In January this year the president of Iceland, Ólafur Ragnar Grímsson, asked the Social Democrat Alliance to form Government with the Left-Green Movement, thereby ending 18 years of dominance by the right-leaning, Independent party. Social Democrat Johanna Sigurdardottir was named the new prime minister.

At the subsequent national election in April, Sigurdardottir became the modern world’s first elected openly gay leader.

Reykjavík-born Lárus, 33, is the executive director of the country’s lobby group, Sömtokin ’78.

In Iceland, we embrace diversity and respect the freedom of the individual. In leaders we look for their qualities rather than trying to identify their personal characteristics. Actions and good decision-making define good leaders, not their characteristics, Lárus said.

Iceland is a small but nevertheless cosmopolitan community. Due to the limited population, chances are everyone knows a gay person and hence knows firsthand we are OK.

Iceland has recently been plagued with financial difficulties sparking the resignation of the previous Government. The International Monetary Fund bailed out the Icelandic banking system, preventing the nation from going bankrupt.

Lárus attributes Sigurdardottir’s election victory not just to the economic situation but also to her long-standing reputation.

Sigurdardottir has been a very popular politician for decades. She has fought a hard and vocal campaign to ensure the living standards of the -˜weakest’ citizens were satisfactory. When the leader of Johanna’s party resigned earlier this year, she became the obvious choice due to her vast experience and popularity, he said.  The victory of the SD, led by Johanna, had probably most to do with the collapse of the Independent party and the SD’s policy of joining the European Union.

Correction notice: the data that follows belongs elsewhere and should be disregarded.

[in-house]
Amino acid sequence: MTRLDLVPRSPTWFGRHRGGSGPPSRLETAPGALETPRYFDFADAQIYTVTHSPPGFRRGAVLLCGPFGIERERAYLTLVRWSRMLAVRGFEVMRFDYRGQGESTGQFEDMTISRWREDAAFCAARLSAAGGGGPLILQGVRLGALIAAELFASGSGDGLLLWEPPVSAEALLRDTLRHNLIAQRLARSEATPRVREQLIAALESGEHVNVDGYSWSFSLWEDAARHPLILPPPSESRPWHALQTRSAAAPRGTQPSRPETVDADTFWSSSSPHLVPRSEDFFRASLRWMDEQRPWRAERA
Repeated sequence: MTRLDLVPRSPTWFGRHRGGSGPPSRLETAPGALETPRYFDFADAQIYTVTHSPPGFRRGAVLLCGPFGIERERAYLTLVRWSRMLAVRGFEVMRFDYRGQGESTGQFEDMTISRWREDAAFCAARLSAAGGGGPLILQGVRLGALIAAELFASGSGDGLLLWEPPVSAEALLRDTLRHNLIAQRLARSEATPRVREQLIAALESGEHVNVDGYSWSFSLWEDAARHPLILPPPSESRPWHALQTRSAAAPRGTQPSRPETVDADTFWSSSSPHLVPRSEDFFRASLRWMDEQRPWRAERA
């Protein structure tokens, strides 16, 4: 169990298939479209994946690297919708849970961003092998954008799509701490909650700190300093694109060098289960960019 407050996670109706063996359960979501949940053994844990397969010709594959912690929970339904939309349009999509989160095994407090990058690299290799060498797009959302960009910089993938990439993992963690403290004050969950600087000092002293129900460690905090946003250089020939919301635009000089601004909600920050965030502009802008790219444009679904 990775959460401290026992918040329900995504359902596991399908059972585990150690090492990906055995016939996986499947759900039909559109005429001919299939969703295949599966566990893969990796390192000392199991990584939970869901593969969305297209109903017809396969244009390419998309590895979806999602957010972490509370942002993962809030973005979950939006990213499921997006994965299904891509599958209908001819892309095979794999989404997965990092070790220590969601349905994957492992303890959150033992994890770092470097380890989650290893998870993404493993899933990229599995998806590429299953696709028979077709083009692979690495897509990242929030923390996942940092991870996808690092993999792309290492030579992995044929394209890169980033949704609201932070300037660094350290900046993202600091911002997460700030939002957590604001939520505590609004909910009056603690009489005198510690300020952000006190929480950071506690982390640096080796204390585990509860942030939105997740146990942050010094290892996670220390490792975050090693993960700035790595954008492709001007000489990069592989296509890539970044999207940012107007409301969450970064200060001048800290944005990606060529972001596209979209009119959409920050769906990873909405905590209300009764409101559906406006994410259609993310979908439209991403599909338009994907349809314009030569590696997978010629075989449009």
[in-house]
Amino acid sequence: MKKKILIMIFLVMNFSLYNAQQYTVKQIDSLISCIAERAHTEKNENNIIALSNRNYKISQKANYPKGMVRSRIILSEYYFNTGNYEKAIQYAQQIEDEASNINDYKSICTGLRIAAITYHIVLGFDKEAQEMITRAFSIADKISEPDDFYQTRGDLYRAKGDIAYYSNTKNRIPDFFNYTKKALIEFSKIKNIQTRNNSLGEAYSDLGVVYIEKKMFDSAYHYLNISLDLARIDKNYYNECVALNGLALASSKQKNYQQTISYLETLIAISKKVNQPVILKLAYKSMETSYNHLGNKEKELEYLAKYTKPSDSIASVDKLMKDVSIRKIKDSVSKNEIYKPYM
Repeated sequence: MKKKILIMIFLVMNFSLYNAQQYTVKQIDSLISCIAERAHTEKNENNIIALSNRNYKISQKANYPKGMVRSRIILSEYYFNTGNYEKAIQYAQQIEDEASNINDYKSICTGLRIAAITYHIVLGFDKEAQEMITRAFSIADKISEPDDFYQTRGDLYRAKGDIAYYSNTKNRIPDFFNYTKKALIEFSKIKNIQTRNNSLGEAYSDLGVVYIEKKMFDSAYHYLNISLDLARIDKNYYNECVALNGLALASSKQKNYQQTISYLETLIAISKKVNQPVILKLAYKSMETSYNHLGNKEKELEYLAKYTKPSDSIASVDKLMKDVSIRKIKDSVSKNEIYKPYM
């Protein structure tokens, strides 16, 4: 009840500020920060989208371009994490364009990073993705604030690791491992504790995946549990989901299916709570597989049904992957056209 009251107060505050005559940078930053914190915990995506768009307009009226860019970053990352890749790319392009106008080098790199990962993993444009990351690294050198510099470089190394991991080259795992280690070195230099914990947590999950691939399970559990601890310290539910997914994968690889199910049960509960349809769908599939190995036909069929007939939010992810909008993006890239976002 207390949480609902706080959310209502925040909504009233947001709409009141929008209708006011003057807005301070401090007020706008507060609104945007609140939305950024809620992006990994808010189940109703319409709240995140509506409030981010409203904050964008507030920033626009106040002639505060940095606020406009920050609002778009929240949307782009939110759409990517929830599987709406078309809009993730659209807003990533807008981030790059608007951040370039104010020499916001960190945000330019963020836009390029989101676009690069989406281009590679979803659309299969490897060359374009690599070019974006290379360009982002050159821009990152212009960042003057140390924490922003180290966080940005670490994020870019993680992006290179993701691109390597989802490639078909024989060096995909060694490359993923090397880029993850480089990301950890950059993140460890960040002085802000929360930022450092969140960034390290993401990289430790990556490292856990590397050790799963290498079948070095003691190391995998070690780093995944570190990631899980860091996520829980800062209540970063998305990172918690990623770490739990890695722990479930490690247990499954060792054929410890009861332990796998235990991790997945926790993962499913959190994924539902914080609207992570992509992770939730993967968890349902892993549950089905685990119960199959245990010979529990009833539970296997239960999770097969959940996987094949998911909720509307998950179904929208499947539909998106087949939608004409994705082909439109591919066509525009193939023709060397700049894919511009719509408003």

In 1996, the country legislated for registered partnerships, followed by adoption legislation a decade later. Lárus believes same-sex marriage is now only a few months away.

All the political parties in Parliament have declared their will to extend these laws. Today people can get married in church, but we have two separate laws: one for heterosexual people and one for gay people, he said.

It is only a matter of time when one law will apply to all citizens regardless of their sexual orientation.

Over the past 31 years Sömtokin ’78, which now has over 1000 members, has been pivotal in achieving equal rights.

S78 has undeniably had a key role in this process, but it has only achieved what we enjoy today because of a close collaboration and understanding with other important organisations and political parties. Through that collaboration S78 has persuaded the political parties to incrementally improve the legal situation for gay people, Lárus said.

My group’s aims are to ensure every gay, lesbian, bi and transgender person has equal rights by law and to make sure they also thrive. S78 also aims at making gay life in Iceland richer and more diverse.

As a country so accepting of diversity, Lárus believes that other countries can use Iceland as an example.

Discrimination is never an ideal way of achieving the best results. Diversity is the most likely way to foster the best ideas.

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